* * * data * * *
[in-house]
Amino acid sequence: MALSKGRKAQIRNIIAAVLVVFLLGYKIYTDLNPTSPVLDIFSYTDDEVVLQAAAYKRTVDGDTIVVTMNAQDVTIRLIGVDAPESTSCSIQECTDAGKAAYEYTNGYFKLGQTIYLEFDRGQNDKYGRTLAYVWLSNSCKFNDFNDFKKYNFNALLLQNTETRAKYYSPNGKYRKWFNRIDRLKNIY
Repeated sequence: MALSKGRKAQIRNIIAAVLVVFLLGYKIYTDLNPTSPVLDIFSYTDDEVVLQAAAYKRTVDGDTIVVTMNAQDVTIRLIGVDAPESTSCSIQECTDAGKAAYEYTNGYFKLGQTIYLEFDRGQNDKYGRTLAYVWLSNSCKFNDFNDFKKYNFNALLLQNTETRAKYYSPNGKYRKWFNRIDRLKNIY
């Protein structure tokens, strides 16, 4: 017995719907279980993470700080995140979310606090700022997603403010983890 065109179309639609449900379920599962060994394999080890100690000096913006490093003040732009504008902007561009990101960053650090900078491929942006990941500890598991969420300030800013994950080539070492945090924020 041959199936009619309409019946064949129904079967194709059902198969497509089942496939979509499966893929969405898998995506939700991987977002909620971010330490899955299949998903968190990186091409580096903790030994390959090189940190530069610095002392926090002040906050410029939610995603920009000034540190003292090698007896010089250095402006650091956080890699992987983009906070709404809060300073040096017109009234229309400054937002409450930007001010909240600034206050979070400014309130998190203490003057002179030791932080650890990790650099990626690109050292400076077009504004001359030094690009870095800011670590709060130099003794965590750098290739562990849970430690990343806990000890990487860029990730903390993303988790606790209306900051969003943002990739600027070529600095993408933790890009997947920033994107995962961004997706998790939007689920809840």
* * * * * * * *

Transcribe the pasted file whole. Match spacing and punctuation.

[in-house]
Amino acid sequence: MALSKGRKAQIRNIIAAVLVVFLLGYKIYTDLNPTSPVLDIFSYTDDEVVLQAAAYKRTVDGDTIVVTMNAQDVTIRLIGVDAPESTSCSIQECTDAGKAAYEYTNGYFKLGQTIYLEFDRGQNDKYGRTLAYVWLSNSCKFNDFNDFKKYNFNALLLQNTETRAKYYSPNGKYRKWFNRIDRLKNIY
Repeated sequence: MALSKGRKAQIRNIIAAVLVVFLLGYKIYTDLNPTSPVLDIFSYTDDEVVLQAAAYKRTVDGDTIVVTMNAQDVTIRLIGVDAPESTSCSIQECTDAGKAAYEYTNGYFKLGQTIYLEFDRGQNDKYGRTLAYVWLSNSCKFNDFNDFKKYNFNALLLQNTETRAKYYSPNGKYRKWFNRIDRLKNIY
């Protein structure tokens, strides 16, 4: 017995719907279980993470700080995140979310606090700022997603403010983890 065109179309639609449900379920599962060994394999080890100690000096913006490093003040732009504008902007561009990101960053650090900078491929942006990941500890598991969420300030800013994950080539070492945090924020 041959199936009619309409019946064949129904079967194709059902198969497509089942496939979509499966893929969405898998995506939700991987977002909620971010330490899955299949998903968190990186091409580096903790030994390959090189940190530069610095002392926090002040906050410029939610995603920009000034540190003292090698007896010089250095402006650091956080890699992987983009906070709404809060300073040096017109009234229309400054937002409450930007001010909240600034206050979070400014309130998190203490003057002179030791932080650890990790650099990626690109050292400076077009504004001359030094690009870095800011670590709060130099003794965590750098290739562990849970430690990343806990000890990487860029990730903390993303988790606790209306900051969003943002990739600027070529600095993408933790890009997947920033994107995962961004997706998790939007689920809840």